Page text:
Huawei's answer to Google's Android, HarmonyOS, to debut on smartphones

The Harmony operating system is Huawei's biggest move yet to recover from the damage US sanctions inflicted on its mobile business.

Sareena Dayaram Senior Editor
Sareena is a senior editor for CNET covering the mobile beat including device reviews. She is a seasoned multimedia journalist with more than a decade's worth of experience producing stories for television and digital publications across Asia's financial capitals including Singapore, Hong Kong, and Mumbai. Prior to CNET, Sareena worked at CNN as a news writer and Reuters as a producer.
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Sareena Dayaram
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Huawei unveiled an updated version of its proprietary operating system, Harmony OS, at its June event. 

Huawei/Screenshot by Sareena Dayaram

Huawei held global launch event Wednesday, where it announced a bevy of new hardware products for a global rollout. But the big news is the upgrade to Harmony OS, the software some of those products run on.

Harmony has been around since 2019, but this second-gen version will run on a much broader array of Huawei products for the first time, ranging from smartphones, tablets and smartwatches. It also means the Chinese telecom will no longer need to rely on Android after US sanctions banned Huawei from using American tech products or services.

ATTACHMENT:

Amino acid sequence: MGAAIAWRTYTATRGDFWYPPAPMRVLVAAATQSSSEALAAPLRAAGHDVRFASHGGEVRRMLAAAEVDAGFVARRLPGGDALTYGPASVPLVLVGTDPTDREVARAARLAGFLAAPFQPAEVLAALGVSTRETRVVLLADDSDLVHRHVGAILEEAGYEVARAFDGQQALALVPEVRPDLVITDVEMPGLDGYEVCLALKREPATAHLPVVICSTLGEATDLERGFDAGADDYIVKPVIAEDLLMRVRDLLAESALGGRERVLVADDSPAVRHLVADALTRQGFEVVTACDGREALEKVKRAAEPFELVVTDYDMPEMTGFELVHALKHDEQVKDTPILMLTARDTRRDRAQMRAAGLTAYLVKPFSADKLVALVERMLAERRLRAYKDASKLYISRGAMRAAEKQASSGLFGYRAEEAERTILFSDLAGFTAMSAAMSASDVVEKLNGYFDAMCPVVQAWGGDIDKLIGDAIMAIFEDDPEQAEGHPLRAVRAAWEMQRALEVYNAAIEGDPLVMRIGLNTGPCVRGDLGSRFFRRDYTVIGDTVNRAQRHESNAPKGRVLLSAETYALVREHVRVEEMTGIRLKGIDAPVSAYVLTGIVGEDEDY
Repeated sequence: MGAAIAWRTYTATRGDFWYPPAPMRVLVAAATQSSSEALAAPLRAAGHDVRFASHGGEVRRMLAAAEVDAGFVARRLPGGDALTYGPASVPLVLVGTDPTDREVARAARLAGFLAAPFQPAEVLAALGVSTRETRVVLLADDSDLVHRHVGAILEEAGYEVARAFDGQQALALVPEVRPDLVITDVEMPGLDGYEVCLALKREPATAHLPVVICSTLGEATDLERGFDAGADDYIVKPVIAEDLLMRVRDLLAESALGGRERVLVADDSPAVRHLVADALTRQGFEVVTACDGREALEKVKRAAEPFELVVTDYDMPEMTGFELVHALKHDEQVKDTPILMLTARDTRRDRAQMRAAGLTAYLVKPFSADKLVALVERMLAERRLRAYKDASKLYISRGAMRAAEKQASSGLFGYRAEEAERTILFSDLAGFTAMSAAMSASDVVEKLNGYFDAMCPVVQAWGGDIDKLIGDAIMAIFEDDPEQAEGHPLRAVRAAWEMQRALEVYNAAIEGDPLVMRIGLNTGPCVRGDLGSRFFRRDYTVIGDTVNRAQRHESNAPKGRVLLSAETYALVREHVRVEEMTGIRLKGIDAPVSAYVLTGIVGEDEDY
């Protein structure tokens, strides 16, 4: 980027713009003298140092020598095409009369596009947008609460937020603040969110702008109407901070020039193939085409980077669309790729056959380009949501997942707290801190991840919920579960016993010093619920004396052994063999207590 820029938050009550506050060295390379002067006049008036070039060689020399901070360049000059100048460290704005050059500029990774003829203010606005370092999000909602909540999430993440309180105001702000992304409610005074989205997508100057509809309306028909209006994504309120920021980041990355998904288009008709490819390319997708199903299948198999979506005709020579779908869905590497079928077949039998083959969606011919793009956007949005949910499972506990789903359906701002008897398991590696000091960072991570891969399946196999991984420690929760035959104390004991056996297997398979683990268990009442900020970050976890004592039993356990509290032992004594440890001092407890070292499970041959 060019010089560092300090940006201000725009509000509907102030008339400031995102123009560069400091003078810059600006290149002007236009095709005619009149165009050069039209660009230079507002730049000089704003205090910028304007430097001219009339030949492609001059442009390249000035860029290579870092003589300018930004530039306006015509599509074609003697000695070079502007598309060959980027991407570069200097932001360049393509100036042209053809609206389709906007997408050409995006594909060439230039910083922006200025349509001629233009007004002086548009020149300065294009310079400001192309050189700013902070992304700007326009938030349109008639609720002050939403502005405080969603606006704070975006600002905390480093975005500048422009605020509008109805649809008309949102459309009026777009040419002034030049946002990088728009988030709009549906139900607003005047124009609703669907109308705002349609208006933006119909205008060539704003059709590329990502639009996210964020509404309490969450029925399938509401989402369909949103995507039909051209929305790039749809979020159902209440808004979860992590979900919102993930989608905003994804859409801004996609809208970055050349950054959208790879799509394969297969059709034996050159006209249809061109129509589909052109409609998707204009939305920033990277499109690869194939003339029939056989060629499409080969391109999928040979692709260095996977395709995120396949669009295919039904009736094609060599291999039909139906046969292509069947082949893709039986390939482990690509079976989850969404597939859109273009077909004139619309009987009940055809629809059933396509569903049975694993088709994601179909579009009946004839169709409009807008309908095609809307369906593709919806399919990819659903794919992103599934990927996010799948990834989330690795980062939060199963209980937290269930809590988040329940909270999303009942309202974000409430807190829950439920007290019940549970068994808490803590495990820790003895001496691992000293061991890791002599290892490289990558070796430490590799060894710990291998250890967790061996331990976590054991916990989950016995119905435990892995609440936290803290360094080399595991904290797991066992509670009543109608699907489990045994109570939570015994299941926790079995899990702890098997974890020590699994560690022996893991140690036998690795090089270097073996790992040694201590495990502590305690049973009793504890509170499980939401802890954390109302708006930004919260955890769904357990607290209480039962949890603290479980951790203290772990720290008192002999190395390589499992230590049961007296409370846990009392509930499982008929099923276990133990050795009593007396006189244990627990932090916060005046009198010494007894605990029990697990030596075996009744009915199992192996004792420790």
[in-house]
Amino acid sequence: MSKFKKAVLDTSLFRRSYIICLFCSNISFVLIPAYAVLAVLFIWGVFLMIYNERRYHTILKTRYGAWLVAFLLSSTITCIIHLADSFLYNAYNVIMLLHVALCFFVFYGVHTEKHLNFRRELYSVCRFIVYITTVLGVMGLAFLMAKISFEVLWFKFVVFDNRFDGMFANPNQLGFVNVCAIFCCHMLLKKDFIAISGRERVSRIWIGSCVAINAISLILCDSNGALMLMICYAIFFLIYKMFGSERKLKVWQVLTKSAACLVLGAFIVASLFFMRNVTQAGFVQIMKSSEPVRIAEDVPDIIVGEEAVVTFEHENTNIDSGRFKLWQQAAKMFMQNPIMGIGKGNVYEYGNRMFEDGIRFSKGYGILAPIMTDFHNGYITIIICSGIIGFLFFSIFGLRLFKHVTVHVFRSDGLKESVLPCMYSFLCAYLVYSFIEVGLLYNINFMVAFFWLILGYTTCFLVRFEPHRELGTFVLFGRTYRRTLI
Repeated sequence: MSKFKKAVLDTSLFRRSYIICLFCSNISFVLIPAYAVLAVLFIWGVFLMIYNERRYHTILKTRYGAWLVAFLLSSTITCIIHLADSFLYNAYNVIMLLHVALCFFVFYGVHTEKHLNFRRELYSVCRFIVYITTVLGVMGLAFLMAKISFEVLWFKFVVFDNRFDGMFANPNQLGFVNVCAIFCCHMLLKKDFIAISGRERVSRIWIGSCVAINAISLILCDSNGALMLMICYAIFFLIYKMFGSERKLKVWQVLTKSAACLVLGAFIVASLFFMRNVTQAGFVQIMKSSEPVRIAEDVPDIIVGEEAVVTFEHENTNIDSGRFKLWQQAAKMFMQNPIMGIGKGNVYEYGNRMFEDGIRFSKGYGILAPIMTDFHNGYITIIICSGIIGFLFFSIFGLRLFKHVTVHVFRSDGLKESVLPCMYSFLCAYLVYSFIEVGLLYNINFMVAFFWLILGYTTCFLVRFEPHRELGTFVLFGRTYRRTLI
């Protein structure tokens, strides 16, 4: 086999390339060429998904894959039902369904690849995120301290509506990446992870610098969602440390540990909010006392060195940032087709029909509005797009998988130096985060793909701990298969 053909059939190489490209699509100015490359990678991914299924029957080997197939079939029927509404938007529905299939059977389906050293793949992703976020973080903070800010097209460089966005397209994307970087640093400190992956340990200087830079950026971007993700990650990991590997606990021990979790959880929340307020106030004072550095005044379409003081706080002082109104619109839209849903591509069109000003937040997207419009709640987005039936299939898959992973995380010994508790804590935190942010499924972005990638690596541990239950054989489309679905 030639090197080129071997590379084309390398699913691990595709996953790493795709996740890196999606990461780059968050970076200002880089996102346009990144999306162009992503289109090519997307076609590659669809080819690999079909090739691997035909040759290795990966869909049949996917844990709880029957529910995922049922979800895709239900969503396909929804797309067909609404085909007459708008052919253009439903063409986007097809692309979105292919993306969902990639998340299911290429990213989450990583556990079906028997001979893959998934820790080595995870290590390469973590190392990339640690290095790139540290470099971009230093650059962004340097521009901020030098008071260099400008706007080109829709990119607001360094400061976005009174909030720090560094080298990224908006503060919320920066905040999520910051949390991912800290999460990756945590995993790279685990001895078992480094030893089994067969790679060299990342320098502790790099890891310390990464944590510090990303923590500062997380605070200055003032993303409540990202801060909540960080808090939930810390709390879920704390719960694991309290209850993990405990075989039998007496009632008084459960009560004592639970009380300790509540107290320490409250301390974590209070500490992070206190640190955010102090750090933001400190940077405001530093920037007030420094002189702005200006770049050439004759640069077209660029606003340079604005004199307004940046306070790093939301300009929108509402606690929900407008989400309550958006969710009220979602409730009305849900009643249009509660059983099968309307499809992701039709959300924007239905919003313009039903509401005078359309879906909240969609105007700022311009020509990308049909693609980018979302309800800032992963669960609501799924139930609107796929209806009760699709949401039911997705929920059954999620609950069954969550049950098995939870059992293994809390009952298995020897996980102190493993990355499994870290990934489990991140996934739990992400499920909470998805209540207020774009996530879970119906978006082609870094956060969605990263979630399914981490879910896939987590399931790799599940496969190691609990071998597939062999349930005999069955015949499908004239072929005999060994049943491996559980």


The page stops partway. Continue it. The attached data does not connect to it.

According to Huawei, Harmony OS is not supposed to be a direct replacement for Android operating system, but one that goes beyond it to power the growing crop of connected devices making their way to our homes.

"No matter how many devices are connected, we want to ensure consumers can use them as easily as if they were using just one device," said Dr. Wang Chenglu, President of Huawei's Consumer Business software.


Huawei teased its upcoming P50 series at the event, but didn't set a launch date "for reasons you are all aware of."

Huawei/Screenshot by Sareena Dayaram

Despite Huawei's grand vision for its proprietary operating system, analysts say the absence of Google services and apps will limit its global potential. 

"Huawei did a nice job of polishing HarmonyOS's user interface as well as a creating a connective layer to easily hand off apps and tasks between different types of devices," said Bryan Ma, IDC's Vice President of Device Research in an email to CNET.

"But it still lacks Google services and apps, which means that its potential on smartphones outside of China will be severely limited."

In addition to Harmony OS, Huawei launched several products across a range of categories. These include the MatePadPro, Huawei's iPad Pro rival, and the Watch 3, a premium smartwatch that adds an embedded SIM to allow you to take and make calls without pairing to a phone. Huawei also announced new wireless earbuds called the FreeBuds 4, a stylus pen and a sleek LCD monitor.

Huawei also used the event to tease its upcoming mobile flagship, the P50 series, which will be a HarmonyOS-powered device expected before summer, though it didn't specify a launch date. The company claims it will "lift mobile photography to a new level."